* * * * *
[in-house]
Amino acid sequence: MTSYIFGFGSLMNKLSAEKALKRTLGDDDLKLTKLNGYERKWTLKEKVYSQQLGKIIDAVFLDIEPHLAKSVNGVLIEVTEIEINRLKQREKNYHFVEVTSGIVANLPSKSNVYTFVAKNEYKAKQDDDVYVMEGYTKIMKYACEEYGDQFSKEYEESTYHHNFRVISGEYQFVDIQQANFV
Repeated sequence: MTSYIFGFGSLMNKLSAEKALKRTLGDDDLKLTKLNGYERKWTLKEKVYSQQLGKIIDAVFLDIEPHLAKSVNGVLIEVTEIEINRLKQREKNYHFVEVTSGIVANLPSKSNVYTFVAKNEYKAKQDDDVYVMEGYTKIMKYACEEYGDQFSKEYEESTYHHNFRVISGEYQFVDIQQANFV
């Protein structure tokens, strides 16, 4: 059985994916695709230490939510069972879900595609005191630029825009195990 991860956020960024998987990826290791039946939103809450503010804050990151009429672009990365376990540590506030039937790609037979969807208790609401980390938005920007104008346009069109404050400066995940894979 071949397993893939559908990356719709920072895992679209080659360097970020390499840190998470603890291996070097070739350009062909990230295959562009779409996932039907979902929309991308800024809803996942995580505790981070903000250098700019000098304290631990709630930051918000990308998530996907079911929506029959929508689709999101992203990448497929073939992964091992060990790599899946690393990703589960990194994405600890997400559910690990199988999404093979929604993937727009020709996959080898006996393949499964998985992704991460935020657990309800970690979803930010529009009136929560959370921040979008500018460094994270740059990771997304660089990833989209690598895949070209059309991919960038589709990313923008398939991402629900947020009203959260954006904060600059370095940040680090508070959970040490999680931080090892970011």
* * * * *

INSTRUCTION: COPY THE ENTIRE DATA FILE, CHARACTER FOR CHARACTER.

[in-house]
Amino acid sequence: MTSYIFGFGSLMNKLSAEKALKRTLGDDDLKLTKLNGYERKWTLKEKVYSQQLGKIIDAVFLDIEPHLAKSVNGVLIEVTEIEINRLKQREKNYHFVEVTSGIVANLPSKSNVYTFVAKNEYKAKQDDDVYVMEGYTKIMKYACEEYGDQFSKEYEESTYHHNFRVISGEYQFVDIQQANFV
Repeated sequence: MTSYIFGFGSLMNKLSAEKALKRTLGDDDLKLTKLNGYERKWTLKEKVYSQQLGKIIDAVFLDIEPHLAKSVNGVLIEVTEIEINRLKQREKNYHFVEVTSGIVANLPSKSNVYTFVAKNEYKAKQDDDVYVMEGYTKIMKYACEEYGDQFSKEYEESTYHHNFRVISGEYQFVDIQQANFV
């Protein structure tokens, strides 16, 4: 059985994916695709230490939510069972879900595609005191630029825009195990 991860956020960024998987990826290791039946939103809450503010804050990151009429672009990365376990540590506030039937790609037979969807208790609401980390938005920007104008346009069109404050400066995940894979 071949397993893939559908990356719709920072895992679209080659360097970020390499840190998470603890291996070097070739350009062909990230295959562009779409996932039907979902929309991308800024809803996942995580505790981070903000250098700019000098304290631990709630930051918000990308998530996907079911929506029959929508689709999101992203990448497929073939992964091992060990790599899946690393990703589960990194994405600890997400559910690990199988999404093979929604993937727009020709996959080898006996393949499964998985992704991460935020657990309800970690979803930010529009009136929560959370921040979008500018460094994270740059990771997304660089990833989209690598895949070209059309991919960038589709990313923008398939991402629900947020009203959260954006904060600059370095940040680090508070959970040490999680931080090892970011």